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Many Threads, One Fabric: Vol. 11 – Alan Tyson

Many Threads, One Fabric: Vol. 11 – Alan Tyson

Alan Tyson earned a football scholarship to the University Of New Haven (UNH), despite the fact that he never started a full season when playing for RHS. He says that scholarship was a combination of a lot of hard work, time and location. The hard work happened over time. The location was a football camp at Villanova, where a head coach from UNH saw him, and later offered the scholarship. While the school wasn’t his top choice, playing football at the college level was a dream come true.

And then . . .  at age 20, like so many generations of his family, Alan chose to join the military. Over the course of 19 years, the Army life took him on two tours of Iraq, followed by time at Fort Campbell Kentucky, Peterson’s Air Force Base in Colorado, a year in Honduras, and another stint in the states. Regarding his military experience, Alan says, “War’s horrible.” “But,” he continues, “talking to the people, learnin’ their culture, understanding their culture . . . . they’re very similar to us, you know . . . It was cool to learn about cultures in places I would never have been unless I was in the military.”

Alan’s interest in learning about different cultures and his care for people, his commitment to “love them as they are,” goes back to his earliest days. Alan’s grandparents migrated to Reading from the south – North Carolina, Alabama and Reamstown PA – when industry was strong and opportunity plentiful in the mid-20th Century. Growing up at 3rd & Spruce Rec and Reading Iron Playground, Alan was part of the closely knit Black community that formed through the bonds of faith that brought them here. And, he was connected to PA Dutch/German culture through his maternal grandmother, Nancy Keith Scott.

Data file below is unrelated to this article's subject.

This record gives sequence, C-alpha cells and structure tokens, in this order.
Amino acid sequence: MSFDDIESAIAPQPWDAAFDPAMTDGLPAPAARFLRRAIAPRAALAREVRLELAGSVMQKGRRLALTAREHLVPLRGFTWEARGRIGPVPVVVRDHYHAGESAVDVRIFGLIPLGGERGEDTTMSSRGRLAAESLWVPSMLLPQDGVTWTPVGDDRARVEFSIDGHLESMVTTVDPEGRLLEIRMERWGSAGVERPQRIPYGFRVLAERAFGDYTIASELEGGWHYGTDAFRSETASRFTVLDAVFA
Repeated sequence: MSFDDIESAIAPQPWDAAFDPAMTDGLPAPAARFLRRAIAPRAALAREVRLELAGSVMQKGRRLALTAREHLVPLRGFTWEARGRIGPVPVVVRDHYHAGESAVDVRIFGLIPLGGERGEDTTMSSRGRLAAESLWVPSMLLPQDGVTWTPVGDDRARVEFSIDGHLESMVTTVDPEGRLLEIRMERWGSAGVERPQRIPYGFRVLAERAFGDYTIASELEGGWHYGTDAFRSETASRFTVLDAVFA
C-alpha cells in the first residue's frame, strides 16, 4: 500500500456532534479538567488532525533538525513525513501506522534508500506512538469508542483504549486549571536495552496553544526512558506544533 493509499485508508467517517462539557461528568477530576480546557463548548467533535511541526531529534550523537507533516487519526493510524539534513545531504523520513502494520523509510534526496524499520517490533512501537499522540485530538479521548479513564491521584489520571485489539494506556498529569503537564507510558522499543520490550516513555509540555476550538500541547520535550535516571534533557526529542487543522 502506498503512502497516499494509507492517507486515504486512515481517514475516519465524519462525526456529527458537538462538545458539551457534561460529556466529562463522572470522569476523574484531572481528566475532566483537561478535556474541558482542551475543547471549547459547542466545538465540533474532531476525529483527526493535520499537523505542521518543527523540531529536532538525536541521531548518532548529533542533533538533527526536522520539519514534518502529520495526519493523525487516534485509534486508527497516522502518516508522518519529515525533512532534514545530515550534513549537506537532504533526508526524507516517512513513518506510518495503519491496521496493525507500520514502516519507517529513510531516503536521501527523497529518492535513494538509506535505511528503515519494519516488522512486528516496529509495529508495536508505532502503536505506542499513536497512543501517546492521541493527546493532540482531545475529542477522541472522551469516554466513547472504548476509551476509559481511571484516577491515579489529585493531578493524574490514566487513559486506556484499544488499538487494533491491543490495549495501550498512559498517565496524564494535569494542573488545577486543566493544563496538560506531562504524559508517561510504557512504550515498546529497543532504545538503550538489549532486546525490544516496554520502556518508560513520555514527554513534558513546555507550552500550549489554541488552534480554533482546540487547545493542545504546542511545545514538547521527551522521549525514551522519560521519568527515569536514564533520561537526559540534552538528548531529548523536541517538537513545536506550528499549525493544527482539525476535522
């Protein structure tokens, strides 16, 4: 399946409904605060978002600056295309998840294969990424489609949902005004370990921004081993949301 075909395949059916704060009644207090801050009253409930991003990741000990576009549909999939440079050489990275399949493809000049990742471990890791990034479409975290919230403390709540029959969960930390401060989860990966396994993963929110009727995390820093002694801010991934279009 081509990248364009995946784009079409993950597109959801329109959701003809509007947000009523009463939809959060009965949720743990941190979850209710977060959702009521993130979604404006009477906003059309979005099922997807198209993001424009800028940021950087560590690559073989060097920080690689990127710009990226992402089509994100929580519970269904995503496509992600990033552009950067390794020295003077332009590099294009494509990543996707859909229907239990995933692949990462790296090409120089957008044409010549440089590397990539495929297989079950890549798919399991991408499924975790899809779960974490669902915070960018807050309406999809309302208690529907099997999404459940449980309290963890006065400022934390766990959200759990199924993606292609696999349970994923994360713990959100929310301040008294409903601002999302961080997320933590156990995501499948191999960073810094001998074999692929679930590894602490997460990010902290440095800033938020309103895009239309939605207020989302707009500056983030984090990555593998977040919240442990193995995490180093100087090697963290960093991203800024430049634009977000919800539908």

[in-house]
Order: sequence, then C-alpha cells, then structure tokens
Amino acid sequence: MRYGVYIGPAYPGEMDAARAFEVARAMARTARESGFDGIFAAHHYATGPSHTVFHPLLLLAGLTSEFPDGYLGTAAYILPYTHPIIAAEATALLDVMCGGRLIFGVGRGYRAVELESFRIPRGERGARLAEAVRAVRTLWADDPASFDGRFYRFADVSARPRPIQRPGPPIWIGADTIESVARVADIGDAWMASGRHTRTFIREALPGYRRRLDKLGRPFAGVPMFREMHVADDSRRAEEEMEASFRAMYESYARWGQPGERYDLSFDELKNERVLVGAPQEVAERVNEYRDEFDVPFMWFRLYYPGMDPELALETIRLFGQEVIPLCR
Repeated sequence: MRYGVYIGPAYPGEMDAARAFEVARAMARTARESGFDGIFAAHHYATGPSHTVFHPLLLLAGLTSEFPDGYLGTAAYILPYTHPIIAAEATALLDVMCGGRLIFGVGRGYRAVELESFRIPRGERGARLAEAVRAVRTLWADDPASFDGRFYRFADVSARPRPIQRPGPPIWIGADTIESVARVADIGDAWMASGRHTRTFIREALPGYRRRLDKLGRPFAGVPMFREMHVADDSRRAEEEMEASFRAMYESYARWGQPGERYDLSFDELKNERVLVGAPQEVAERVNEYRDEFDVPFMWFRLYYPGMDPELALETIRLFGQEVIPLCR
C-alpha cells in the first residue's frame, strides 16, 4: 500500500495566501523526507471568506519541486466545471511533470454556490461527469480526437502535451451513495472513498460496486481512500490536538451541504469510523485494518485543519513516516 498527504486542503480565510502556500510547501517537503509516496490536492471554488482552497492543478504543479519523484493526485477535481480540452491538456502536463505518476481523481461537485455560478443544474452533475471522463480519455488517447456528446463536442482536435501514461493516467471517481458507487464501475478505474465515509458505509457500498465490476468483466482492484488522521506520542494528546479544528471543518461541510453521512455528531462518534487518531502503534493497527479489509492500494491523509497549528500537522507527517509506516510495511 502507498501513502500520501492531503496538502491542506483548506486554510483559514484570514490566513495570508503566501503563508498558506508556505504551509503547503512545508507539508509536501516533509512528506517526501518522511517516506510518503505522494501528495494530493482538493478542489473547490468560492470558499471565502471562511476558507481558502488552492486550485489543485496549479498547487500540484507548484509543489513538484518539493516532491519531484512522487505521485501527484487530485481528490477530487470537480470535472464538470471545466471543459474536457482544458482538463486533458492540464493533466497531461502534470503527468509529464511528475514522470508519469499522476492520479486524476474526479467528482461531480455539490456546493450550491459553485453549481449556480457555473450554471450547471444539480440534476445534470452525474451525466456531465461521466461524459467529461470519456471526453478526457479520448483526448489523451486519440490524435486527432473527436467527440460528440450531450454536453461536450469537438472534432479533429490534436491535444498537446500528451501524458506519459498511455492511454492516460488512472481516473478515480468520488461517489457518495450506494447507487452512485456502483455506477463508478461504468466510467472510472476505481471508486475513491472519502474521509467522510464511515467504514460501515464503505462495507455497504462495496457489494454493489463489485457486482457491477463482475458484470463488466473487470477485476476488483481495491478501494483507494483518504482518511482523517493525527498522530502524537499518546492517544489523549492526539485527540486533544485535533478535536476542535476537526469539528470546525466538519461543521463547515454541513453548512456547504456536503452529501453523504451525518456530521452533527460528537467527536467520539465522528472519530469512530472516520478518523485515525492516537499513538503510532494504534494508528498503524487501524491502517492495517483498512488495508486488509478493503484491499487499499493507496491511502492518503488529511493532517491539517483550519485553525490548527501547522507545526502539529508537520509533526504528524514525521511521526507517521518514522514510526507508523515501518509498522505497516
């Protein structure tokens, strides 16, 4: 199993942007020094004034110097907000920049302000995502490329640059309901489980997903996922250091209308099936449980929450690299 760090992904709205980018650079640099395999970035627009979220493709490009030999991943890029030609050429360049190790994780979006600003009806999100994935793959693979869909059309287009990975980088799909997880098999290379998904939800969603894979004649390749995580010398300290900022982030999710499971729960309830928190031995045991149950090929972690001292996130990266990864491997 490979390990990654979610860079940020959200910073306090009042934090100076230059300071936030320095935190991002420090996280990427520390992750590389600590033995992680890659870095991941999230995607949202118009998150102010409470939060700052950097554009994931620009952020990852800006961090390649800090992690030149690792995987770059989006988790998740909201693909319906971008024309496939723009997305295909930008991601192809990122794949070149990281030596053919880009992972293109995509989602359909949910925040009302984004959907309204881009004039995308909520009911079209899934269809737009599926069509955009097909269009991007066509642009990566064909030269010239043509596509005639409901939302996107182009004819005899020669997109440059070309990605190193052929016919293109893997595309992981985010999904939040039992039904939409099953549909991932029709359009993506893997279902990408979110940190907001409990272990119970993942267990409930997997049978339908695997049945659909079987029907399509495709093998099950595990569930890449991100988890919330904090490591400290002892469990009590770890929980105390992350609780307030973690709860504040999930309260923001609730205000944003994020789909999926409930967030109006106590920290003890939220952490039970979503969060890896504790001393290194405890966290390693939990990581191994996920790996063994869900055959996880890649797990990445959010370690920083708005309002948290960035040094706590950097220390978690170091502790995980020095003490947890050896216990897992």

Reflecting on his early years, Alan says: “A lot of people were 2nd or 3rd generation Americans. In their houses they were speaking Slovakian languages, Italian, eating those meals, and they had stories of what they lived through in WWII. . . I went to St. Mary’s Catholic School and got a different experience there with the Polish community. . . We did catering with my grandma. That’s where I learned how to cook, PA Dutch meals – stuffing pig’s stomach and everything. . . And my grandma taught Head Start. I loved to watch her work with a classroom of kids across the spectrum. Special needs, didn’t know English, and these kids went on a 1st grade reading level. It was beautiful.”

And then . . . there was playing football for Rising Sun and being on the trash truck with his uncles (Mike, Billy and Cheesy). So when he decided to take a break from the military in 2019 because, “I really wanted to come back home for my grandmother and give back to how much people helped me, you know?”, Alan got involved with coaching youth football and picked up work on the trash truck again.

He made the most of the time he had with his grandmother, until her death in December 2020. And for now, Alan is still living and giving in Reading. Even after rejoining the Army National Guard in 2022, and even though his daughters live 1600 miles away in Colorado. Thankful for the technology that makes video calls possible, he calls them before school every day. “It just changes everything. It’s like I’m sitting in a living room with them. . And we just clown each other, talk. I don’t get the touch, the hugs, but I’m not missing a beat. I know what’s going on. . . You know, it’s not just a phone call.”

“My purpose is this, I feel: to help. Honestly. And . . . I like helping the youth. I love working with young individuals. . . Because people didn’t, they didn’t give up on me . . . they always helped me out and made sure I was right. And that’s what kids need. . . And because you learn so much.”


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This project is funded by a FARO grant provided by a partnership between the Wyomissing Foundation and Barrio Alegría. Produced in conjunction with BCTV.

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